Experts and advisers have clashed over the use of suitable withdrawal rates when determining how much people can take from their pensions without running out of money in retirement, some arguing the concept is flawed.
The problem with using 'safe rates', often considered to be around the 4 per cent mark, was that it was "back-looking", said Alistair Cunningham, chartered financial planner at Wingate Financial Planning.
He said cashflow planning was a more suitable way of dealing with the issue.
Speaking at The Great Pensions Debate in Port Talbot today (10 July), he said: "The average life expectancy 30 years ago was 10 years different from what it is today.
“The danger of the sustainable withdrawal rate approach is that it is entirely back-looking.
“We could have some sort significant medical shift where we could repair any part of the body. I'm not saying that it is likely, but isn't that a risk that we should be underwriting?"
Fiona Tait, technical director at Intelligent Pensions, said some individuals currently in their 50s are expected to live to 150, and some of their children could reach the age of 200.
She said: “We need to look at what is relevant for each individual client, and we can't get away from the fact mortality is one of the key issues for ongoing cashflow planning.”
But Abraham Okusanya, founder of financial services consultancy to advisers Finalytiq, defended the use of suitable withdrawal rates.
Mr Okusanya created Timeline in 2017, which uses empirical research, asset class returns, inflation and mortality data to assess how a retirement strategy might fare under various market conditions.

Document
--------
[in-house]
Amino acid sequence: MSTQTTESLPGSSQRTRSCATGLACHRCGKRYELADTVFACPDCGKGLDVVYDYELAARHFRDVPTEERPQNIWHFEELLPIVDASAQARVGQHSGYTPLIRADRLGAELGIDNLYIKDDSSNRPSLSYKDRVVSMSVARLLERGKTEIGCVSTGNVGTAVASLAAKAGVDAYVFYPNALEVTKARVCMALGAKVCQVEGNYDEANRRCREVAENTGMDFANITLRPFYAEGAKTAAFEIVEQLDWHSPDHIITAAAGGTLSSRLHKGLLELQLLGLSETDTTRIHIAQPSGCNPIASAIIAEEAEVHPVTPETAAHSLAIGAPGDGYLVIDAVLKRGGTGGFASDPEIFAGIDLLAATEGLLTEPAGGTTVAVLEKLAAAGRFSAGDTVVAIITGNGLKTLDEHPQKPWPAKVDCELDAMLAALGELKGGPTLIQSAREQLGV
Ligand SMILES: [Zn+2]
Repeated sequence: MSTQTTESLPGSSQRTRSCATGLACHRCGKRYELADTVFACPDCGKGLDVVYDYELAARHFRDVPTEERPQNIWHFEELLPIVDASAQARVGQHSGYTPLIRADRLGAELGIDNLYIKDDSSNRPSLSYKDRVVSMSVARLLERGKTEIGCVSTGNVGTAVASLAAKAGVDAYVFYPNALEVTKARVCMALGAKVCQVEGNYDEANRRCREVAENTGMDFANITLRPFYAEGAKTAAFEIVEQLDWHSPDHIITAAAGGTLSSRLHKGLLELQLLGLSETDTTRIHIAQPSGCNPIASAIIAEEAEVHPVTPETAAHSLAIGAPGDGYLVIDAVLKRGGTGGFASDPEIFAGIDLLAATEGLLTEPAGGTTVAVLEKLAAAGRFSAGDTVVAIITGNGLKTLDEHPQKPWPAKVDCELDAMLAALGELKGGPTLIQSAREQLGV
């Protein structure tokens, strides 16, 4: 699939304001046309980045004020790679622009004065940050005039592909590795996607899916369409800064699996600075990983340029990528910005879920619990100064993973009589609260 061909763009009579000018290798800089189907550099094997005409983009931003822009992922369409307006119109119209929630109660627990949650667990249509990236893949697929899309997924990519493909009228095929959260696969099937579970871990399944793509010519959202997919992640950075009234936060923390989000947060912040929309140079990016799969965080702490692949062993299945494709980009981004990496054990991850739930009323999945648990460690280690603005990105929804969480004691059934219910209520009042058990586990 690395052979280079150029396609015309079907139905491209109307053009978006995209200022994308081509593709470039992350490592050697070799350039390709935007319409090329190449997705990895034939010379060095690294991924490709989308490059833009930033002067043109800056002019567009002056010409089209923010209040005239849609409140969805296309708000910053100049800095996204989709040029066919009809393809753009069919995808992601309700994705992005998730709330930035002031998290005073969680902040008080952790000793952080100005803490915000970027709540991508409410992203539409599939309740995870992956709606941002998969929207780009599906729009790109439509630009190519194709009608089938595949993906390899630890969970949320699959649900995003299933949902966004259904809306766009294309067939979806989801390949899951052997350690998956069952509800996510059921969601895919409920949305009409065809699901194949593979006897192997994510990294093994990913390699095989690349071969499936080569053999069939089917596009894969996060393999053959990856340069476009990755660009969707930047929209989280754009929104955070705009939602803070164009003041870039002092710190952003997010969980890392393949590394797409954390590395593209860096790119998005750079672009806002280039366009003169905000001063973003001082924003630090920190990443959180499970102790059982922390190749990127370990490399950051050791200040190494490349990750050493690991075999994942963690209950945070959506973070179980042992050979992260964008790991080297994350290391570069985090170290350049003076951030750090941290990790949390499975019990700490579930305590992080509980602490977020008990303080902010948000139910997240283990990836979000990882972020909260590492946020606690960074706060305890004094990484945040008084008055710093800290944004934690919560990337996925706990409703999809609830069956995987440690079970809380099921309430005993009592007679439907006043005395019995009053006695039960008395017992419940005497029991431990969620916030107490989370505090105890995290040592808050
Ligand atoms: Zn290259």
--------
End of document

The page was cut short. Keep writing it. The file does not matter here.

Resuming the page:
He said: “If we had an environment where people lived until they are 150 years old, the annuity industry would go bust.
“There would be a massive problem, defined benefit pensions would be in an incredible precarious situation, because their underlying assets are secured by the capital market.
“If I'm invested in drawdown, I'm invested in the capital market. I would be investing in the company that made the medical innovation [that Mr Cunningham mentioned].”
Richard Gough, financial planning technical specialist at Create Wealth Management, argued the answer to the problem lay in blending ideas and methods to get the best outcome for a client.
He said: “If this longevity goes horribly wrong, and we jump from a 60-year old having a 20-year life expectancy to 40 years, it isn’t going to be the people in drawdown that are the only ones that are going to suffer.
“Everybody that is going to suffer, the DB schemes will find out that they are 50 per cent funded, and there will be no money.”